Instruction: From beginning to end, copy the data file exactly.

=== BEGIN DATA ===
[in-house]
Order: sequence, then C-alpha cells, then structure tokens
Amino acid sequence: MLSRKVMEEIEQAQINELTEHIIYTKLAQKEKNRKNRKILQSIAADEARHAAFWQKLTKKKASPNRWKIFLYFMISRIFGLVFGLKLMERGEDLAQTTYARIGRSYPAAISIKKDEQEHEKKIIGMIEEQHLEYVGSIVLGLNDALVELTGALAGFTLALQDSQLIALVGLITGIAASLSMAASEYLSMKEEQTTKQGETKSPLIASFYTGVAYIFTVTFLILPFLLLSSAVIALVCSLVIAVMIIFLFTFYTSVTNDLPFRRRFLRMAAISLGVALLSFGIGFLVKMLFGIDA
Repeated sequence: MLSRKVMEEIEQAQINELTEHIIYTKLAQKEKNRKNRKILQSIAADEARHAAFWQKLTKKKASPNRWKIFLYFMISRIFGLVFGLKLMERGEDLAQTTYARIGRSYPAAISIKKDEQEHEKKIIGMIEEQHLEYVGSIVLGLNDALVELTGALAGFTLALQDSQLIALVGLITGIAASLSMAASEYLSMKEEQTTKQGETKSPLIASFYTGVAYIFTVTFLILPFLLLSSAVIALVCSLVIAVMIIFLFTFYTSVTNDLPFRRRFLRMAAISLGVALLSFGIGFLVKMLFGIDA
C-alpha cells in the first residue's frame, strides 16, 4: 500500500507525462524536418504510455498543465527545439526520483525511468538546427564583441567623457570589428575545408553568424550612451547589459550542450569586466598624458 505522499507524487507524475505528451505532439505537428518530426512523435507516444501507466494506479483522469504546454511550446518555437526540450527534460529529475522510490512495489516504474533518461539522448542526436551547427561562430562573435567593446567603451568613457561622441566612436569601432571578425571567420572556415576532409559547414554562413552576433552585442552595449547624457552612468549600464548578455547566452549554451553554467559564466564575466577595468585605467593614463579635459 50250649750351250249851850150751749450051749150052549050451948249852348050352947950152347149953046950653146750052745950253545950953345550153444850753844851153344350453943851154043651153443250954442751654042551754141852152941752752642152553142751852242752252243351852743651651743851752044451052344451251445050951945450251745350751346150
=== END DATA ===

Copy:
[in-house]
Order: sequence, then C-alpha cells, then structure tokens
Amino acid sequence: MLSRKVMEEIEQAQINELTEHIIYTKLAQKEKNRKNRKILQSIAADEARHAAFWQKLTKKKASPNRWKIFLYFMISRIFGLVFGLKLMERGEDLAQTTYARIGRSYPAAISIKKDEQEHEKKIIGMIEEQHLEYVGSIVLGLNDALVELTGALAGFTLALQDSQLIALVGLITGIAASLSMAASEYLSMKEEQTTKQGETKSPLIASFYTGVAYIFTVTFLILPFLLLSSAVIALVCSLVIAVMIIFLFTFYTSVTNDLPFRRRFLRMAAISLGVALLSFGIGFLVKMLFGIDA
Repeated sequence: MLSRKVMEEIEQAQINELTEHIIYTKLAQKEKNRKNRKILQSIAADEARHAAFWQKLTKKKASPNRWKIFLYFMISRIFGLVFGLKLMERGEDLAQTTYARIGRSYPAAISIKKDEQEHEKKIIGMIEEQHLEYVGSIVLGLNDALVELTGALAGFTLALQDSQLIALVGLITGIAASLSMAASEYLSMKEEQTTKQGETKSPLIASFYTGVAYIFTVTFLILPFLLLSSAVIALVCSLVIAVMIIFLFTFYTSVTNDLPFRRRFLRMAAISLGVALLSFGIGFLVKMLFGIDA
C-alpha cells in the first residue's frame, strides 16, 4: 500500500507525462524536418504510455498543465527545439526520483525511468538546427564583441567623457570589428575545408553568424550612451547589459550542450569586466598624458 505522499507524487507524475505528451505532439505537428518530426512523435507516444501507466494506479483522469504546454511550446518555437526540450527534460529529475522510490512495489516504474533518461539522448542526436551547427561562430562573435567593446567603451568613457561622441566612436569601432571578425571567420572556415576532409559547414554562413552576433552585442552595449547624457552612468549600464548578455547566452549554451553554467559564466564575466577595468585605467593614463579635459 50250649750351250249851850150751749450051749150052549050451948249852348050352947950152347149953046950653146750052745950253545950953345550153444850753844851153344350453943851154043651153443250954442751654042551754141852152941752752642152553142751852242752252243351852743651651743851752044451052344451251445050951945450251745350751346150